These Are the 5 Biggest, Baddest Battleship Battles of All-Time

These Are the 5 Biggest, Baddest Battleship Battles of All-Time

Robert Farley

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Let the debate begin. 

Late in the battle, Prince of Wales scored a hit on Bismarck that caused a fuel leak.  This killed Bismarck’s mission; she could not raid into the Atlantic with fuel running low.  Bismarck broke contact with Prince of Wales (which by this time was severely hampered by gunnery breakdowns), and attempted to run for home.  Two days later she was caught by HMS Rodney and HMS King George V, which avenged Hood by sending Bismarck to the bottom.

The age of the steel line-of-battleship really began in the 1880s, with the construction of a series of warships that could carry and independently aim heavy guns external to the hull.  In 1905, HMS Dreadnought brought together an array of innovations in shipbuilding, propulsion, and  gunnery to create a new kind of warship, one that could dominate all existing battleships.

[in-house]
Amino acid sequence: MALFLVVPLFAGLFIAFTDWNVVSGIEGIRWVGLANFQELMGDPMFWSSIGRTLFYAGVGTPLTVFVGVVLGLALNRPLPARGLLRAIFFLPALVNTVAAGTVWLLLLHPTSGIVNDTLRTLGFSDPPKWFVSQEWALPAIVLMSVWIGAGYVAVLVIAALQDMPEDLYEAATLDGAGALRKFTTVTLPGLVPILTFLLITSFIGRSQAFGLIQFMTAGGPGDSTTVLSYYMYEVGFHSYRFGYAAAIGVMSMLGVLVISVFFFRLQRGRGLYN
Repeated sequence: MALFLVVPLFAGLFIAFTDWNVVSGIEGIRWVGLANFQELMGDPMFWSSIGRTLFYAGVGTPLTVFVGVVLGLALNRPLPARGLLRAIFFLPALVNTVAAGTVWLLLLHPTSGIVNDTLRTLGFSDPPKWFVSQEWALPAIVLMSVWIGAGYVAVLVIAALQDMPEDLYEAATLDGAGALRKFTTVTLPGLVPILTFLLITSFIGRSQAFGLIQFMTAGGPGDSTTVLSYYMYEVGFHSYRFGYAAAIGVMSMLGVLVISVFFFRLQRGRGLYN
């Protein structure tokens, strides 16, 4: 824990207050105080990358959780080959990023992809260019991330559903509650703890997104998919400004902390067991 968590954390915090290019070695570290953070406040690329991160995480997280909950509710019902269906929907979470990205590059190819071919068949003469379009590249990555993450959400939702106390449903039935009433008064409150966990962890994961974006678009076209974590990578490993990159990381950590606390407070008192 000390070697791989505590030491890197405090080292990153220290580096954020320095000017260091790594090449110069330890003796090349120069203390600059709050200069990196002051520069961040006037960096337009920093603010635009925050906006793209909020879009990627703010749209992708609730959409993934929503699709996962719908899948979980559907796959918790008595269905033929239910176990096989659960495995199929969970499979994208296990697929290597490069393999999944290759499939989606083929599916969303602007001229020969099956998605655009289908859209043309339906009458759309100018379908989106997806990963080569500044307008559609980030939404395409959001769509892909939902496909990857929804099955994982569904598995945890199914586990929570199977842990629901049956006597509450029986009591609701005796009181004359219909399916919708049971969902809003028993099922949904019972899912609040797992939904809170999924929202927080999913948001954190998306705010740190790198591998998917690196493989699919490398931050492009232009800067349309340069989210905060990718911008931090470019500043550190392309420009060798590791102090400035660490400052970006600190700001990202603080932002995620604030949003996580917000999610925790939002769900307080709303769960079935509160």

(This first appeared several years ago.)

Although eventually supplanted by the submarine and the aircraft carrier, the battleship took pride of place in the navies of the first half of the twentieth century. The mythology of of the battleship age often understates how active many of the ships were; both World War I and World War II saw numerous battleship engagements. These are the five most important battles of the dreadnought age.

(Recommended: Could Trump Bring Back the Battleship?

Battle of Jutland:

In the years prior to World War I, Britain and Germany raced to outbuild each other, resulting in vast fleets of dreadnought battleships.  The British won the race, but not by so far that they could ignore the power of the German High Seas Fleet.  When war began, the Royal Navy collected most of its modern battleships into the Grand Fleet, based at Scapa Flow.

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